In Alshami v. The City University of New York, No. 160183/2019, 2021 WL 2226424 (N.Y. Sup Ct, New York County June 02, 2021), the court, inter alia, dismissed plaintiff’s hostile work environment claim asserted under the New York State Human Rights Law.
Specifically, plaintiff alleges that his co-worker made numerous offensive and derogatory comments about plaintiff’s national origin (Yemeni) and religion (Muslim) between 2012 and 2019.
Plaintiff recalls the following comments:
1) In September 2016, following media reports about bomb incidents allegedly perpetrated by a Muslim Afghani national in New Jersey and Manhattan, the co-worker told plaintiff that he should avoid those areas to avoid the police arresting plaintiff because he is Muslim;
2) In November 2016, the co-worker told plaintiff that “fucking Yemeni people carry AK-47’s in the bodegas”;
3) In May 2018, the co-worker said “I know the people in Yemen killed their own president” and “I know you guys go crazy with ya guns”;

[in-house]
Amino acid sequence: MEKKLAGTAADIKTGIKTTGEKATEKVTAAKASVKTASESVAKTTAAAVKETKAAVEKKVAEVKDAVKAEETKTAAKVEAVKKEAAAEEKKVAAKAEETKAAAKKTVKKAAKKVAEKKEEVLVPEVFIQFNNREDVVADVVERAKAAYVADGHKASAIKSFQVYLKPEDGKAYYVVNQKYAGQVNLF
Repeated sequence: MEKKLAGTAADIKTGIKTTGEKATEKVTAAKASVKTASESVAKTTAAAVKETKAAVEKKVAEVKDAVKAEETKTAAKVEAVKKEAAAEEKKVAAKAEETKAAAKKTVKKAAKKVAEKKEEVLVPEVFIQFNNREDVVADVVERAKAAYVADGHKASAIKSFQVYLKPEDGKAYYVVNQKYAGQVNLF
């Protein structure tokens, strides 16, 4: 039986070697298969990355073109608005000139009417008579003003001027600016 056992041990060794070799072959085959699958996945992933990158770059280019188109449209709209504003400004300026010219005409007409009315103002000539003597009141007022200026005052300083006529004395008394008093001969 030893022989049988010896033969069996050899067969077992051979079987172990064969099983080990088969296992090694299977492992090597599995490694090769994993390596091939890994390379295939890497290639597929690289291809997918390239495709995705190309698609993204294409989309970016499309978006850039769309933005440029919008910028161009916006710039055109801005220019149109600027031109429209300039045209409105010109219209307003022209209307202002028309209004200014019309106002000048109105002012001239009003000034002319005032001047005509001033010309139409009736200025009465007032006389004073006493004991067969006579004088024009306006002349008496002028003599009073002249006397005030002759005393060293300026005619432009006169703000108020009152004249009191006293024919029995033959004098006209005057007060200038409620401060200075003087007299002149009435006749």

4) In July 2018, the co-worker stated to plaintiff, “They might send your ass back to Yemen because you’re not a real Muslim” and “you might not come back to America because Yemen is part of the travel ban”;
5) In March 2019, plaintiff’s co-worker told him that “I know you people hate American now after the Saudis bombed Yemen,” and that “you need to put your AK-47 away before the government finds it”;
6) In April 2019, as female college students were entering a campus building, the co-worker asked plaintiff if he had found a Syrian girl to date, and told him that “you should marry a beautiful Syrian girl so you guys can join ISIS since you already have an AK-47 from Yemen”; and
7) In September 2019, the co-worker asked plaintiff “What’s up with your country, we going to have to see what you do,” and “you guys are on the most watch list and you’re the next one on the list.” He also commented to another officer that “in [plaintiff’s] country they have rifles in their bodegas.”
Applying the law, the court held that “[s]even discriminatory or offensive remarks over a three-year period[*] do not constitute a hostile work environment” and “[o]ne instance each of being yelled at and rudely treated by a supervisor also do not constitute a sufficient basis for stating a cause of action for a hostile work environment.”
*It is unclear why the court referred to a “three-year” period, in light of its recounting of events during the seven-year period from 2012-2019.